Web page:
Friday, February 20, 2009
Posted by D. Daniel Sokol
Francisco Marcos of Instituto de Empresa Business School (and a judge of the Tribunal de Defensa de la Competencia de la Comunidad de Madrid) discusses State Action Doctrine in Spain: Treatment of State Anticompetitive Restrictions.
ABSTRACT: The exemption of application of antitrust prohibitions when they are
introduced in legislative rules is established in the new Defence
Competition Act 15/2007, of July 3rd 2007, in similar terms to those
contained of the prior Defence Competition Act 16/1989. The drafting of
section 4 of Defence Competition Act 15/2007 improves the technical
quality of its predecessor, having extended its coverage to all
prohibitions of restrictive conducts of competition, including abuse of
dominant position and falsification of free competition through unfair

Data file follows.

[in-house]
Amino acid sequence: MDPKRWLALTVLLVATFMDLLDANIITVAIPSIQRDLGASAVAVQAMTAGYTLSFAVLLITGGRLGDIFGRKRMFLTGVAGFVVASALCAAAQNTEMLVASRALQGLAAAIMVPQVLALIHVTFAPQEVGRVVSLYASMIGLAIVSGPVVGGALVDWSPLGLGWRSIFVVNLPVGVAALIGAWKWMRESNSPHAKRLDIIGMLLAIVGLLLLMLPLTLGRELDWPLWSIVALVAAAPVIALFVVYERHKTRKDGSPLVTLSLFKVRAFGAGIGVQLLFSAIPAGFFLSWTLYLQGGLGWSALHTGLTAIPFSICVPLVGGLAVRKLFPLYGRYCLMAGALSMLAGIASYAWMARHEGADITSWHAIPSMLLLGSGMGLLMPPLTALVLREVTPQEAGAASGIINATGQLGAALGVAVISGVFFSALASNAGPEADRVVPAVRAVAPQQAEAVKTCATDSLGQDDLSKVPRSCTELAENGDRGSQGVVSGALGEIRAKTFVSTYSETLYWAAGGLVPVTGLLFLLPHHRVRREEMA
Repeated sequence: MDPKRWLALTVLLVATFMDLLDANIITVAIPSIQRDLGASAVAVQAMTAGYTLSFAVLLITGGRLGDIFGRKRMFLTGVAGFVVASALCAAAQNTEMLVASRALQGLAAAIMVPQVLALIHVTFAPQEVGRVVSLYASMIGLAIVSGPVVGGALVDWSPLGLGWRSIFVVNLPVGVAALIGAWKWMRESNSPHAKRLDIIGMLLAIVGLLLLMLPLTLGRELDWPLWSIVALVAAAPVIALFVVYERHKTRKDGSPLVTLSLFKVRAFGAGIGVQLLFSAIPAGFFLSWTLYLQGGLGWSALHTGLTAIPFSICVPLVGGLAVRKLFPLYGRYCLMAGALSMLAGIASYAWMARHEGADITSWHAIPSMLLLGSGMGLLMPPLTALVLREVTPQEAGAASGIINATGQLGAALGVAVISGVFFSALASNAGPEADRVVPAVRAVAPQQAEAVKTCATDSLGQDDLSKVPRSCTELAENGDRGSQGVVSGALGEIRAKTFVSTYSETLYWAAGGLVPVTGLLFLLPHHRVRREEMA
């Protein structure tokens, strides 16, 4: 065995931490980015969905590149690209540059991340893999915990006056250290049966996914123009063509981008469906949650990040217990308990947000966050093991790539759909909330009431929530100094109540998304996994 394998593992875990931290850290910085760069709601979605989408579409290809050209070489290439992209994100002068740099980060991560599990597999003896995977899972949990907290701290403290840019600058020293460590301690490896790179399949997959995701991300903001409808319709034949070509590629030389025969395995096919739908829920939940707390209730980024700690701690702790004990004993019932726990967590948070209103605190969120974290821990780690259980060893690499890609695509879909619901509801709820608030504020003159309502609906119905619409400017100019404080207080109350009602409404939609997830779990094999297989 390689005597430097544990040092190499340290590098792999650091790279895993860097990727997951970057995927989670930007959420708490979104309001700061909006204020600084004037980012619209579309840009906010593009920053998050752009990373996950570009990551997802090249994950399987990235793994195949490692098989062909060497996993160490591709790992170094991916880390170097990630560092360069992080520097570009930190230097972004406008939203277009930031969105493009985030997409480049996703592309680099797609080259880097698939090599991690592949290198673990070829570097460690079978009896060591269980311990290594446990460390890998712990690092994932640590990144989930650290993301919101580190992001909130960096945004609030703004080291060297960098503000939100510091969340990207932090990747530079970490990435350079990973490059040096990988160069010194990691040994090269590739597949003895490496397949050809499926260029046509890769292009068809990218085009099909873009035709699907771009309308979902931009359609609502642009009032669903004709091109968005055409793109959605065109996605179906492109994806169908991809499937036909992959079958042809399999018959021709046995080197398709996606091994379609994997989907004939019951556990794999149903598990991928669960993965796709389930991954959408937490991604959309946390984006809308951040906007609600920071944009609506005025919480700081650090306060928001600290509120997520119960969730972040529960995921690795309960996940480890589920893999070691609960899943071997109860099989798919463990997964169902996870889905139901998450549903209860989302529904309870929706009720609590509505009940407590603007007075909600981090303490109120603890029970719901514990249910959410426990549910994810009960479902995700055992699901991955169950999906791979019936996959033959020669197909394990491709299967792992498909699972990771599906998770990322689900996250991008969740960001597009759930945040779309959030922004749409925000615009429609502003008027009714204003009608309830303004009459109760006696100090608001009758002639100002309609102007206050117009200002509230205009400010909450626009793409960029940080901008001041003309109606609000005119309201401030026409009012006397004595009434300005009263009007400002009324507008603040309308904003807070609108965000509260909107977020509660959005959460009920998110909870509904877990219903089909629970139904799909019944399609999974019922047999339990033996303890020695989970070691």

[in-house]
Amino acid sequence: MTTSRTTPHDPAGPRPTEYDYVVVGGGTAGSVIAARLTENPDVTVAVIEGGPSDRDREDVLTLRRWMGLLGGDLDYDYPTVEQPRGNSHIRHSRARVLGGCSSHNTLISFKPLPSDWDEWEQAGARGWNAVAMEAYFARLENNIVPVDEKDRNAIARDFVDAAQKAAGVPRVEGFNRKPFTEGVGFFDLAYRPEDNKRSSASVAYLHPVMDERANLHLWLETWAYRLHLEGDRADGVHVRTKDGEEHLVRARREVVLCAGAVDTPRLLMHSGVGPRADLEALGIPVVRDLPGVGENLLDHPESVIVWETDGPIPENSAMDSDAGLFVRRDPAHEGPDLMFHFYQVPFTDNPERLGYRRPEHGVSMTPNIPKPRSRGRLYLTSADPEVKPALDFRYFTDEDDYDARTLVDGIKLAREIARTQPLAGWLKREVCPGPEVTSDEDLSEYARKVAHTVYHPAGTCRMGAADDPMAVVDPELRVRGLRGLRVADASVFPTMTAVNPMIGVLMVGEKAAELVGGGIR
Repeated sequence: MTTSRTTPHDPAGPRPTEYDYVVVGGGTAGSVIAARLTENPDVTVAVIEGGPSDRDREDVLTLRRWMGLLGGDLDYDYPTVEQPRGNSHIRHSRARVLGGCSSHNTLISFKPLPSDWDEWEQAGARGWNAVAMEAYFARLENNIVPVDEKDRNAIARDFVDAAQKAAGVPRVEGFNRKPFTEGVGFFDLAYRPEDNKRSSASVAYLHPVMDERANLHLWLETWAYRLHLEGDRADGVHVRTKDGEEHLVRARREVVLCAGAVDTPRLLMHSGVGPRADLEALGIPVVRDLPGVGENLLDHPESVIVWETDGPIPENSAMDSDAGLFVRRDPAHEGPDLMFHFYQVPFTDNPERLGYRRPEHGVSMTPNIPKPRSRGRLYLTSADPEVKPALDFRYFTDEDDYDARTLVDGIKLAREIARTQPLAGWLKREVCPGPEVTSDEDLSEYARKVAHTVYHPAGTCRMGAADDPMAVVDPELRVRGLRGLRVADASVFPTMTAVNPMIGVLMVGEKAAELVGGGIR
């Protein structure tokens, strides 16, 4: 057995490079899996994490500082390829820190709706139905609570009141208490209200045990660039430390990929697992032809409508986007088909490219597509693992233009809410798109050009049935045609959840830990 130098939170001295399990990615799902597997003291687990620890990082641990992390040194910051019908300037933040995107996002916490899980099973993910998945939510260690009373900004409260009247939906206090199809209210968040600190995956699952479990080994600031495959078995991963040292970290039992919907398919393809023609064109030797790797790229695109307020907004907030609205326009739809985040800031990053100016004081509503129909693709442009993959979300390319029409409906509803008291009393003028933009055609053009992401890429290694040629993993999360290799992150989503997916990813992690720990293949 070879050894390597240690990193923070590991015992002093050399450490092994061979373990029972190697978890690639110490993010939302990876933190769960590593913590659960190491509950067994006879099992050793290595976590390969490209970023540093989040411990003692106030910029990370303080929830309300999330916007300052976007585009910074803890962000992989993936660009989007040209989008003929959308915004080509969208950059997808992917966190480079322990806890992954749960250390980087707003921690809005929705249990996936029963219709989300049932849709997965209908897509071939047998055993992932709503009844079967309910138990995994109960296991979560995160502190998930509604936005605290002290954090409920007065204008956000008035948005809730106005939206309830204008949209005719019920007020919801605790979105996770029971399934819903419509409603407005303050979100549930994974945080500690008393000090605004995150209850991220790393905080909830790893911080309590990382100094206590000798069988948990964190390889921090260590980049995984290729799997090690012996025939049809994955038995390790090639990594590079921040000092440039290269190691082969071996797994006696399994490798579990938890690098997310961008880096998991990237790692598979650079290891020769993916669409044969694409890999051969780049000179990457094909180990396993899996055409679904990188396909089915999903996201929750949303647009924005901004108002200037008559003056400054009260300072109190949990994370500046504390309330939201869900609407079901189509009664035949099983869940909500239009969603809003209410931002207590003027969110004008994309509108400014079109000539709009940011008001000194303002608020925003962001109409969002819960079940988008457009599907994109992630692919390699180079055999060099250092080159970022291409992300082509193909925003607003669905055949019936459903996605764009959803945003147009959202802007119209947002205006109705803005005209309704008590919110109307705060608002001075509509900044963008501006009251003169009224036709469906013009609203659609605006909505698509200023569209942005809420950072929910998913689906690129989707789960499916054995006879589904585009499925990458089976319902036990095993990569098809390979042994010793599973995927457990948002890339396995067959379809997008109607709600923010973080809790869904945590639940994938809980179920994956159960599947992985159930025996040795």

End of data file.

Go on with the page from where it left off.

practices. Besides, it excludes from its coverage all anticompetitive
conducts that are not contained or foreseen in legislative rules or
that stem from the performance of the public Administration, as well as
the anticompetitive actions of the state-owned companies lacking
However, section 4 contains an inadequate and unnecessary reference to the application of the Community Law (which was first introduced in the 1999 reform of the Defence Competition Act) that, taken to his its last consequences, questions the theory of the "double barrier" and the own existence and sense of the Spanish legislation of Defence competition.
From another perspective the paper underlines how the new Defence Competition Acts sets the foundations for correcting the mistakes committed in the previous practice of the Defence Competition Court in its struggle against the administrative rules and acts that, without legal coverage, introduced or contained restrictions to the competition. Nowadays the National Competition Commission and the corresponding regional authorities cannot un-apply or declare the nullity of these acts and bylaws themselves but the possibility of challenging them before the competent jurisdiction is given (section 13.2).